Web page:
Standard Article

Gamma Linolenic Acid Oils

  1. Rakesh Kapoor,
  2. Harikumar Nair

Published Online: 15 JUL 2005

DOI: 10.1002/047167849X.bio026

Bailey's Industrial Oil and Fat Products

Bailey's Industrial Oil and Fat Products

How to Cite

Kapoor, R. and Nair, H. 2005. Gamma Linolenic Acid Oils. Bailey's Industrial Oil and Fat Products. 3:4.

Author Information

  1. Bioriginal Food & Science Corp., Saskatoon, Saskatchewan, Canada

Publication History

  1. Published Online: 15 JUL 2005


Gamma linolenic acid (GLA, cis-6, cis-9, cis-12-octadecatrienoic acid) is a conditionally essential fatty acid of the n-6 family. It is produced in the mammalian body from enzymatic desaturation of linoleic acid, an essential fatty acid that must be supplied by the diet. It is widely distributed in plant kingdom in trace amounts and is not present in major commercial vegetable seed oils. It is present in seeds of many species belonging to families Aceraceae, Boraginaceae, Cannabinaceae, Liliaceae, Onagraceae, Ranunculaceae, Saxifragaceae, and Scrophulariaceae. A very limited number of plant sources have been commercialized in last 30 years as a source of GLA, mainly in the health food industry and, to a limited extent, in pharmaceutical, pet food, and cosmetic industries. These include oils of borage, black currant, evening primrose, and recently, hemp. The total market for GLA-containing oils is about $60–$70 million per year.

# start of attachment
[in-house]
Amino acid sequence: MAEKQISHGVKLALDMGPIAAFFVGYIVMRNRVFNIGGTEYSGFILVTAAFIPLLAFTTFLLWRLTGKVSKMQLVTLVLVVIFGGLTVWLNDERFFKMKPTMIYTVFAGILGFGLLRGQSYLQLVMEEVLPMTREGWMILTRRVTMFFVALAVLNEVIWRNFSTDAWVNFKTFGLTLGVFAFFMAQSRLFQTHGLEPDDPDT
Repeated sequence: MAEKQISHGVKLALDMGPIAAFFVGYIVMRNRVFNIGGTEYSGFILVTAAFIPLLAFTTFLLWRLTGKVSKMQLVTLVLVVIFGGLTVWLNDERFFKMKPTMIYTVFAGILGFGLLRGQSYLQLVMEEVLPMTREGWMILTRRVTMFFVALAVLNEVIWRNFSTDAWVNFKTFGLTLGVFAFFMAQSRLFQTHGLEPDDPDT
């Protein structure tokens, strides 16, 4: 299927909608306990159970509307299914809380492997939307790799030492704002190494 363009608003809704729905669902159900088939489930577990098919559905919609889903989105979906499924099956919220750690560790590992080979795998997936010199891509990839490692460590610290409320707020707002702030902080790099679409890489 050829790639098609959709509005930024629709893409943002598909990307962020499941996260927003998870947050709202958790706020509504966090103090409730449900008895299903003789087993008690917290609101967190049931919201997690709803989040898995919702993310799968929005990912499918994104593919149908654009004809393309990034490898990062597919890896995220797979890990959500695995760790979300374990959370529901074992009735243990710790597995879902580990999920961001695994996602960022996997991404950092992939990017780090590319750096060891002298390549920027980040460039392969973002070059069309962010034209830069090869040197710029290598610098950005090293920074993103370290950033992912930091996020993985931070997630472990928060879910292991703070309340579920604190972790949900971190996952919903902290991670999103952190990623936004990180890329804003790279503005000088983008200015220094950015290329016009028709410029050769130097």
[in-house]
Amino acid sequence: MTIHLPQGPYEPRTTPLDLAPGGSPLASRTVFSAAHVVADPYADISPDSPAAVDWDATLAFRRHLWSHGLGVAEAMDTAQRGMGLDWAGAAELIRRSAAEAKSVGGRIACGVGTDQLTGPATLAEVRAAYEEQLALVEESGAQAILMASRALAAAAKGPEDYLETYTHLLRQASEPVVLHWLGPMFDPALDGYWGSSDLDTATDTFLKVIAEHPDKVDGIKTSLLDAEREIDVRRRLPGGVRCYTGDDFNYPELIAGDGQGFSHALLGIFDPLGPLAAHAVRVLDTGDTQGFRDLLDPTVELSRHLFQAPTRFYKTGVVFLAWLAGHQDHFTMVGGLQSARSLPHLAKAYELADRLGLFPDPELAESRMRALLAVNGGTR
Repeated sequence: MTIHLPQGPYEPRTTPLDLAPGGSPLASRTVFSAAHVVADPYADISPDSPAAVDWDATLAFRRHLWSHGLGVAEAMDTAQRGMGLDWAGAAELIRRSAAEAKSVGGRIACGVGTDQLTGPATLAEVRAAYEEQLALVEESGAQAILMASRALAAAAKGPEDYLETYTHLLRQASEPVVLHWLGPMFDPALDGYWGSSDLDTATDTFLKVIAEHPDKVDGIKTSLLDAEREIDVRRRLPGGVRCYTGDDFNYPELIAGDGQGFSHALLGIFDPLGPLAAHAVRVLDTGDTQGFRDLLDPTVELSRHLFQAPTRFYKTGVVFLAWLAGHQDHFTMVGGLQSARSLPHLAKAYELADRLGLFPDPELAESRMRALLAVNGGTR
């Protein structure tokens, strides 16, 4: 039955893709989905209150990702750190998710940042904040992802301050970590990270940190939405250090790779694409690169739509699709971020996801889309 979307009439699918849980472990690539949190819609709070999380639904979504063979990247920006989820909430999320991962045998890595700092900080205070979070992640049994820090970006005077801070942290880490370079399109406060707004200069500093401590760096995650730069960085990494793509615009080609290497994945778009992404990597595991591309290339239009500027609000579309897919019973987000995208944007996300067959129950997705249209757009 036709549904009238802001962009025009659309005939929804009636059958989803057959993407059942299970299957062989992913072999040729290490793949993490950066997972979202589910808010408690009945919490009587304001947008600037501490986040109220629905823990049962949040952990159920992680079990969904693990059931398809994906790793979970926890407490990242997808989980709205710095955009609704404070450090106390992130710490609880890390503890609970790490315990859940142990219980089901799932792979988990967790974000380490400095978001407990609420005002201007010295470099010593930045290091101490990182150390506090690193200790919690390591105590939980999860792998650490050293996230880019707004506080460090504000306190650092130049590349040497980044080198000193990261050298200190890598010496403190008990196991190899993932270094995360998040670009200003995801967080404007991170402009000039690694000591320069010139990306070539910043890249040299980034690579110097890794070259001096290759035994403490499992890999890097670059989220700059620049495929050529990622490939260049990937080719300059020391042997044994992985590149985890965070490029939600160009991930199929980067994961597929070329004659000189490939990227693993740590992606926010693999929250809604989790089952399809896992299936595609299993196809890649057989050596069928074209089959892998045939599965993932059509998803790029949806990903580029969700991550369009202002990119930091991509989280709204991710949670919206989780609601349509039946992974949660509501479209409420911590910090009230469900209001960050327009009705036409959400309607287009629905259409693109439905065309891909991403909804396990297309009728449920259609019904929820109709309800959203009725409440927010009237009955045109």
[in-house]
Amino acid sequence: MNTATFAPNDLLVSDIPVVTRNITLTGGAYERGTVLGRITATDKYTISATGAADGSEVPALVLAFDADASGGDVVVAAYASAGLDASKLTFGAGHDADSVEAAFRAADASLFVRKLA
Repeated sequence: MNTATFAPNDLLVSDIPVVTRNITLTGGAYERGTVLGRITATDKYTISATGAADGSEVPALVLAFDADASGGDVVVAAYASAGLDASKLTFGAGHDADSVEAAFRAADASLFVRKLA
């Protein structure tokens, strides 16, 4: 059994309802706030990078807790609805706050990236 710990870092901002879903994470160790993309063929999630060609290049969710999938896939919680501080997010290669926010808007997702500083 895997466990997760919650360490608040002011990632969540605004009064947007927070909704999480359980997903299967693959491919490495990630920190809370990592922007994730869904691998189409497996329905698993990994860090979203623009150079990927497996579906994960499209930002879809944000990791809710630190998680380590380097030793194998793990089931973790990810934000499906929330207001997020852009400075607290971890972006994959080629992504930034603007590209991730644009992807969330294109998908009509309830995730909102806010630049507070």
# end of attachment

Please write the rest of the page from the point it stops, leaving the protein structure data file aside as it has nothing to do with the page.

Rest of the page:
Research on GLA in the last three decades has focused on the physiologic and pharmacologic effects, including its effects on second messenger system in the body. On the production side, the research focus is on identification of new sources and yield optimization. This chapter reviews the current state of knowledge about sources and nutritional and health benefits of GLA and attempts to identify areas for future research that will help develop markets for GLA.


  • gamma linolenic acid;
  • essential fatty acid;
  • borage;
  • evening primrose;
  • structured lipids;
  • hemp;
  • black currant